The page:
Google Stadia wants to be the Netflix of gaming

Google Stadia wants to be the Netflix of gaming


– So now we are focused
on our next big effort, which is to build a game
platform for everyone. – Google, this week,
announced a bold vision for the future of gaming. It’s a cloud gaming platform called Stadia and it’s the culmination of years of work the company has been doing
around networking technology and streaming video. Essentially, Google wants to build the Netflix of video games. That way, you could play
any game on any screen, any time you wanted, regardless of what
physical hardware you have. You wouldn’t even need a console or a PC. We’ve certainly heard this before. Maybe you remember OnLive or Gaikai, but Google says it has the infrastructure, the technology, and the resources
to finally pull this off — for real. Of course, Google isn’t alone here. Every big tech and gaming company is trying to figure out this tech. But earlier this week, at
GDC here in San Francisco, Google, one of the most powerful
and cash-flush companies in the entire tech industry, made a convincing case
that it’ll get there first. – With Stadia, we can all dream bigger and together, build a playground
for every imagination. Thank you. (audience clapping and yelling) – So how does Stadia work? Well, it’s a simple concept that is notoriously difficult to pull off. Cloud gaming, unlike music
streaming or television steaming, requires you run a game
remotely in a data center. That’s a huge shift and I talked to Phil Harrison, who now leads up the
Stadia project at Google, about what it all means. – We just broke through
that glass ceiling today by giving the entire data
center to the game developer and being completely device agnostic. And so, no, we don’t need a console and that’s the whole point. – So you essentially have
a PC on a server rack running a game in some
data center somewhere and it’s sending a video feed of that over the internet to your screen. Then you, as a player,
are pressing buttons on a controller and sending that input back over the internet. And all of that is supposed to happen with no latency, no lag, at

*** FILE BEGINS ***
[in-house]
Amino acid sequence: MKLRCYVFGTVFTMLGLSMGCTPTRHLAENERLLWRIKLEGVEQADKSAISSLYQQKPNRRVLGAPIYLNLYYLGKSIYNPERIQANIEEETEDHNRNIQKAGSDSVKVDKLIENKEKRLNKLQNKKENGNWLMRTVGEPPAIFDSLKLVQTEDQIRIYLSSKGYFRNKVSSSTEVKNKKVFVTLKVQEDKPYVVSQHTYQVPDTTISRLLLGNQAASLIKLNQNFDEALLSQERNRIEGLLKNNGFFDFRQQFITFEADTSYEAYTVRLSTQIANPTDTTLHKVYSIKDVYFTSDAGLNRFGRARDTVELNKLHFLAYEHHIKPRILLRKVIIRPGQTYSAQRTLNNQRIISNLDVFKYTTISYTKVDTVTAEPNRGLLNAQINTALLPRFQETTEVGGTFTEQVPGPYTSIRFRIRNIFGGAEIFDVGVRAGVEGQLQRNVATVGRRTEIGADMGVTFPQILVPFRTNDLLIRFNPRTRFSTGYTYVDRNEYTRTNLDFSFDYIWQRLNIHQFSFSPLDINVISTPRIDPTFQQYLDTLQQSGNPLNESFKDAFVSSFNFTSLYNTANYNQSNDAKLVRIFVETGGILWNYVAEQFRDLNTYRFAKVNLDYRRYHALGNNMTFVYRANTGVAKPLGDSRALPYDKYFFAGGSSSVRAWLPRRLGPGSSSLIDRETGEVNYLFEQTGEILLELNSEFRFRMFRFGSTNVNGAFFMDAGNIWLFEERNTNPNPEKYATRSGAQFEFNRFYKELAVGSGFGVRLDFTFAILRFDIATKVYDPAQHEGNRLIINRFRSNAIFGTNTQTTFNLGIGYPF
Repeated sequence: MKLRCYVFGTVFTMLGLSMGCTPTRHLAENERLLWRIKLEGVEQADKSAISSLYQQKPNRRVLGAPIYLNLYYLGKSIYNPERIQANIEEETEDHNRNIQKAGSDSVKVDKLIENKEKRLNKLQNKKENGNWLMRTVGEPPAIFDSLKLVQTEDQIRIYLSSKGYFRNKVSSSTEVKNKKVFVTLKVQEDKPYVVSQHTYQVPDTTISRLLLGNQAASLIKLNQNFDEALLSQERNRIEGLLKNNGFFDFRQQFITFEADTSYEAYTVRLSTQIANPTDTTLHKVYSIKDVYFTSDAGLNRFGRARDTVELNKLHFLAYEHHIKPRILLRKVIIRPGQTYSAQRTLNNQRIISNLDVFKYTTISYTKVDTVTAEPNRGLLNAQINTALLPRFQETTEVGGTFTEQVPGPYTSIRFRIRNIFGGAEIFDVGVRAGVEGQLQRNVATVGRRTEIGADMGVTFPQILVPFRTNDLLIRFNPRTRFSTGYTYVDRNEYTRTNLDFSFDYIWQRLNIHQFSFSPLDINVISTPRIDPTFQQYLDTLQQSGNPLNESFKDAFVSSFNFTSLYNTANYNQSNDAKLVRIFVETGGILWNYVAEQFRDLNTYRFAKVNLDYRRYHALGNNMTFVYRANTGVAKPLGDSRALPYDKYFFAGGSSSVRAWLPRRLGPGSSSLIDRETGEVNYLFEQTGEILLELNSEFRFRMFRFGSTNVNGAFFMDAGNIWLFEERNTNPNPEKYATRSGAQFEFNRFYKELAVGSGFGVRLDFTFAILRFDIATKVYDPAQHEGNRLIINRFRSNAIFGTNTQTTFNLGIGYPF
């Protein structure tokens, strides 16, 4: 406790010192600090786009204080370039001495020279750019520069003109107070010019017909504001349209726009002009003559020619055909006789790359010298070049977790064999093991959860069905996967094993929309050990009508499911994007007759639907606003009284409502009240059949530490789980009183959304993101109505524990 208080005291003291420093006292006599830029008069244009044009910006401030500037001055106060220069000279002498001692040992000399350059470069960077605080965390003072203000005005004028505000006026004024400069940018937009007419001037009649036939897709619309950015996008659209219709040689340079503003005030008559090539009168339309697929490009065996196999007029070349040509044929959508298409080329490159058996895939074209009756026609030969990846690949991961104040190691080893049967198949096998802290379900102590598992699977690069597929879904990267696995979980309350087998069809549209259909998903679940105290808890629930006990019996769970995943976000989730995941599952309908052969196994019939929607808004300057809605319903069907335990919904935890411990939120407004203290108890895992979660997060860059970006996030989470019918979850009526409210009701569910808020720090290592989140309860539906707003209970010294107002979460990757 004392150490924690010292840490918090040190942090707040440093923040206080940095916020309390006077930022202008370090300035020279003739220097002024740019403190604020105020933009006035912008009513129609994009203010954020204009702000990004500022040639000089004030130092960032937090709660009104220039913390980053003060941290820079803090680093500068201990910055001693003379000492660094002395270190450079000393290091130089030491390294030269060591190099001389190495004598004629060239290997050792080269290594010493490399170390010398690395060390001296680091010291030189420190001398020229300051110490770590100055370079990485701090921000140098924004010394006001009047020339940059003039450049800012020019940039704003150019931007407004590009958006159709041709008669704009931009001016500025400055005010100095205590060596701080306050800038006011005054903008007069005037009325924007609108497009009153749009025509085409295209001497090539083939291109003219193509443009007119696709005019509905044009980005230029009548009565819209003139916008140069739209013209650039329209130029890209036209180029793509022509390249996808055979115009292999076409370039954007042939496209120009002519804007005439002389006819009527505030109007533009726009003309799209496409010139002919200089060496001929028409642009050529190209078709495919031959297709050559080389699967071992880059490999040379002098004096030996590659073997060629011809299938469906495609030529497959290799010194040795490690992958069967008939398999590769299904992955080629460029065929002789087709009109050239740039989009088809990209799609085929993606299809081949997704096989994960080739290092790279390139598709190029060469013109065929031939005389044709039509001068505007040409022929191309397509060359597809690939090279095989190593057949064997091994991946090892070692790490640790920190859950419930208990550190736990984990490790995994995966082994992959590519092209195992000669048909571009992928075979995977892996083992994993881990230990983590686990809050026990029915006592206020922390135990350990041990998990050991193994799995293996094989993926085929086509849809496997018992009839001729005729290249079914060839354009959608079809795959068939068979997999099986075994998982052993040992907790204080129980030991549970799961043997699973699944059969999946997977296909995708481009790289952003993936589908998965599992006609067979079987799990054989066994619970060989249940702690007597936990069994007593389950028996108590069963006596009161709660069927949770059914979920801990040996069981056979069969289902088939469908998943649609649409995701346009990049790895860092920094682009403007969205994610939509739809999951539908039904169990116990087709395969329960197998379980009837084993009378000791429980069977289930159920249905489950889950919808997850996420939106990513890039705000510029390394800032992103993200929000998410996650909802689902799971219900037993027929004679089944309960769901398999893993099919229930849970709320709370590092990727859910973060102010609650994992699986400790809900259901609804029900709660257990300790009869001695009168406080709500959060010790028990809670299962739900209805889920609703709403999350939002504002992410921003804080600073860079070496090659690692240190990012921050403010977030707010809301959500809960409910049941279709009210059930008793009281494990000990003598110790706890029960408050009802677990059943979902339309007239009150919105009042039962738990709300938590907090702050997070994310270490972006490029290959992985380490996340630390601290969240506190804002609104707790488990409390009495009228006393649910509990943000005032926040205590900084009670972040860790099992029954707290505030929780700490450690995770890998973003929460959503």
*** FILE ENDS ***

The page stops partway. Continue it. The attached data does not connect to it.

1080p, 60 frames per second. That’s pretty much unbelievable and historically, it hasn’t really worked. – No, we can’t beat the speed of light, but we can cheat it
enough that we can deliver a very, very high performance experience. Hence the reason why
we had id on our stage saying, Doom Eternal– – Will be capable of running
at true 4K resolution with HDR color at an unrelenting
60 frames per second. – Essentially, the company is making use of every critical part of its business to turn cloud gaming into a reality. The first piece is the Chrome browser, and by extension, the Chromecast dongle. That’s going to be how Google gets the video from the game on the
server in the data center all the way to your TV or whatever screen you’re playing Stadia on. The second piece is the
Android operating system. It’s the most ubiquitous OS on the planet and it’s going to be how Google gets Stadia running on mobile phones and tablets. The third piece is YouTube, and will enable all sorts
of futuristic features that will be huge selling points when the service launches. The first feature will
let you launch a game using Stadia with the press of a button just by watching a
YouTube video or stream. You’ll then be taken to that
exact point in the game. Another feature will be, when you’re watching a streamer
live stream on YouTube, they can invite you into the game, so with the press of a button you can queue up and play
with your favorite streamer. A third feature is an interesting one where you can use Google
Assistant to even cheat. You can press the Google Assistant button if you’re stuck on a
particularly hard puzzle on, say, Tomb Raider or a game like that, and it’ll overlay a YouTube video with a tutorial showing you how to beat that particular puzzle or
solve that particular problem. The fourth piece is Google’s
cloud and its data centers. That’s the backbone of the service and it’s what’s going to make it all work. And lastly, there is going to